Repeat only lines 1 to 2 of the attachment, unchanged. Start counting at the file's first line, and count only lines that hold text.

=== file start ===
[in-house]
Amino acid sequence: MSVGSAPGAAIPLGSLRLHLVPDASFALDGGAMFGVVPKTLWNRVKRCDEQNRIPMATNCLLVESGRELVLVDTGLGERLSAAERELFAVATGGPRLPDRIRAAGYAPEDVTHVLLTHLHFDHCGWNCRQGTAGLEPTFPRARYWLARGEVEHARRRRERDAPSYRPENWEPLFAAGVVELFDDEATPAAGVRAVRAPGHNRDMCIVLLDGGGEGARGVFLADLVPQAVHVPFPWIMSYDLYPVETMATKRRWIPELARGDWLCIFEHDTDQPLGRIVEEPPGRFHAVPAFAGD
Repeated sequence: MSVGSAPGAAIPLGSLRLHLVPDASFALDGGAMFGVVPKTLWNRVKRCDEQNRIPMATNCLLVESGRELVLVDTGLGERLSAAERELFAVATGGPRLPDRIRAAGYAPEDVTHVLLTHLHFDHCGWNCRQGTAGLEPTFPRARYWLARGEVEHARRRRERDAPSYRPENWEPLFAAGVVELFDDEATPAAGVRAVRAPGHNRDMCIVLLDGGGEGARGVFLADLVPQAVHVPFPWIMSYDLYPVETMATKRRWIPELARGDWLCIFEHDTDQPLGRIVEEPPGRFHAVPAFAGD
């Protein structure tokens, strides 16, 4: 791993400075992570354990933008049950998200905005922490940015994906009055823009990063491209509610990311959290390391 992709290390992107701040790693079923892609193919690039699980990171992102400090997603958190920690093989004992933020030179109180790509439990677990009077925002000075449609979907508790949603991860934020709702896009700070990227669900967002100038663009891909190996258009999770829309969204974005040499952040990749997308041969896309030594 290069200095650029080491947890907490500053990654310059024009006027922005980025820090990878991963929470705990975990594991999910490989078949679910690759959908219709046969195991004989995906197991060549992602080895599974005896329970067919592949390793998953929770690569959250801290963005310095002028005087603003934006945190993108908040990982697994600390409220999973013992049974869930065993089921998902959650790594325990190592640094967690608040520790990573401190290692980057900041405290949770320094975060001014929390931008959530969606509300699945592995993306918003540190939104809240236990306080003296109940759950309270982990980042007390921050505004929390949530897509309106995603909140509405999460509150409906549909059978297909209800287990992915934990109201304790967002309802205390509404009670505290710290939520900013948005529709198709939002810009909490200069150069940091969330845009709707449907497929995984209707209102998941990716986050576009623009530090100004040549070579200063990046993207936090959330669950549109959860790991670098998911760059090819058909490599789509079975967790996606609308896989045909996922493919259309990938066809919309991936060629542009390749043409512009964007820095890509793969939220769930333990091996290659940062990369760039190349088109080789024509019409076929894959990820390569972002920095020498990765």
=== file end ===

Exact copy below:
[in-house]
Amino acid sequence: MSVGSAPGAAIPLGSLRLHLVPDASFALDGGAMFGVVPKTLWNRVKRCDEQNRIPMATNCLLVESGRELVLVDTGLGERLSAAERELFAVATGGPRLPDRIRAAGYAPEDVTHVLLTHLHFDHCGWNCRQGTAGLEPTFPRARYWLARGEVEHARRRRERDAPSYRPENWEPLFAAGVVELFDDEATPAAGVRAVRAPGHNRDMCIVLLDGGGEGARGVFLADLVPQAVHVPFPWIMSYDLYPVETMATKRRWIPELARGDWLCIFEHDTDQPLGRIVEEPPGRFHAVPAFAGD